As of Friday, less than 20 per cent of the ballots had been received by Election B.C. They are currently due on Nov. 30.

Less than 20 per cent of ballots have been received by Elections B.C. so far 9:50

“The volume of ballots to come anywhere close to 50 per cent would have to be massive, and there’s just no indication that is what is going on,” he told Stephen Quinn, the host of CBC’s The Early Edition.

The high point of voter turnout is currently about 16 per cent in some ridings, Tieleman said, but that falls to as low as one-and-half per cent in others.

“We could have an extremely small fraction of people deciding what is really fundamental in our democracy — how we elect our representatives,” he said.

Whether B.C. voters cast ballots in the future for individuals, political parties or a mix will be determined in November’s mail-in referendum. (CBC)

Voter turnout

Previous referendums in B.C., like those on the electoral system in 2005 and 2009 or on the harmonized sale tax in 2011, all had a voter turnout of more than 50 per cent.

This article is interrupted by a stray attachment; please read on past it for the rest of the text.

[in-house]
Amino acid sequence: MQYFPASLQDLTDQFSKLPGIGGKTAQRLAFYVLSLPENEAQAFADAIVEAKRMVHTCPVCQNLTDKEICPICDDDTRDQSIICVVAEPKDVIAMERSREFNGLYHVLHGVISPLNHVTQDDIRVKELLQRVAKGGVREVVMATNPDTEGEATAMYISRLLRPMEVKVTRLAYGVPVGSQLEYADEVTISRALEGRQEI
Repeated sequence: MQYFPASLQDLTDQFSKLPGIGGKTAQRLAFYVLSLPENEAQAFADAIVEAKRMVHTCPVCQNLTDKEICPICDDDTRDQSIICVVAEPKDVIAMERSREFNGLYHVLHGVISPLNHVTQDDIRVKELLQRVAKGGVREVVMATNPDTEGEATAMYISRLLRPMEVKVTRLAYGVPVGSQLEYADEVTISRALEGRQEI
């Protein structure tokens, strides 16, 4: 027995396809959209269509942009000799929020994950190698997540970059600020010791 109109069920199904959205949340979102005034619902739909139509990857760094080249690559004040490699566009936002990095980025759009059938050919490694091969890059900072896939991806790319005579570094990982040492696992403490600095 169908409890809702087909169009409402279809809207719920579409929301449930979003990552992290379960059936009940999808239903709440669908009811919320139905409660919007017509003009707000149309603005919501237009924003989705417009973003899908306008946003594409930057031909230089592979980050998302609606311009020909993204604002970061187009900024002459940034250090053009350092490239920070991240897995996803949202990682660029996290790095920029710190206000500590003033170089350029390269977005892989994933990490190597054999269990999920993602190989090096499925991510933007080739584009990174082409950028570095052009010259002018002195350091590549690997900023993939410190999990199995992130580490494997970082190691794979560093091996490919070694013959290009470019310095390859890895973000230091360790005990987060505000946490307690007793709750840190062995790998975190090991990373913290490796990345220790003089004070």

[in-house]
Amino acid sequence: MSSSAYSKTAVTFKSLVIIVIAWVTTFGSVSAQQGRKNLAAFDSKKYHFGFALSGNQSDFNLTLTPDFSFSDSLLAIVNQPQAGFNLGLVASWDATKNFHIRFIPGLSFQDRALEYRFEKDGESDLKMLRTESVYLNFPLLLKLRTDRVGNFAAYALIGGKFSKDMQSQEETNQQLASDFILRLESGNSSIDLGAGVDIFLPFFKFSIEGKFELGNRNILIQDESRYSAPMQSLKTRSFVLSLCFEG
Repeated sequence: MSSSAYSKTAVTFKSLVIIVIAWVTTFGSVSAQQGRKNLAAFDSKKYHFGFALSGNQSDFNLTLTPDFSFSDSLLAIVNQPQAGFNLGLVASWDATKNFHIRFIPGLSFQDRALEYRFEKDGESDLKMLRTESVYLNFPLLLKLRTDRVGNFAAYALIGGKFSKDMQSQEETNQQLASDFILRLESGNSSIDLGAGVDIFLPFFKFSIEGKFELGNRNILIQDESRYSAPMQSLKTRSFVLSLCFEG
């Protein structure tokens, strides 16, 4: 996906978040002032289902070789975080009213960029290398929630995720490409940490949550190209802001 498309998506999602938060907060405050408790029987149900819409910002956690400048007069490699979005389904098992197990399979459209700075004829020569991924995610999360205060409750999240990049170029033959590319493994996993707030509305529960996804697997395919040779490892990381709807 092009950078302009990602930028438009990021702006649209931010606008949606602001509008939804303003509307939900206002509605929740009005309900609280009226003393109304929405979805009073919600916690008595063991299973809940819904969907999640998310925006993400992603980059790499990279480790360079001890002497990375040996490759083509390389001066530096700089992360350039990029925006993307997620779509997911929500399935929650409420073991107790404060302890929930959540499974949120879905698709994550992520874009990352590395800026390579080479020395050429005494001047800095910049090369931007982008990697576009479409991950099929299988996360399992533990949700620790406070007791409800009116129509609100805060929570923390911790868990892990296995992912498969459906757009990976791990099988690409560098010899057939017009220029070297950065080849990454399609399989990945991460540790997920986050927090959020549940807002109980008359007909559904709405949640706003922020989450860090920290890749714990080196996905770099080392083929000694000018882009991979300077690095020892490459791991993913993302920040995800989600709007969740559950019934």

However, There is no minimum voter participation threshold for any referendum.

“As it is with every election, it’s the voters who turn out who get to decide,” said Bowinn Ma, an NDP MLA for North Vancouver-Lonsdale.

She’s an advocate for proportional representation in the hopes that it will increase voter turnout.  

“We’ve had abysmal voter turnout in elections in general which is why I’m so excited about proportional representation,” Ma said.  

“Generally, when we’re talking about voter response, it ultimately comes down to whether a  voter feels like the vote is important to them.”

Lack of engagement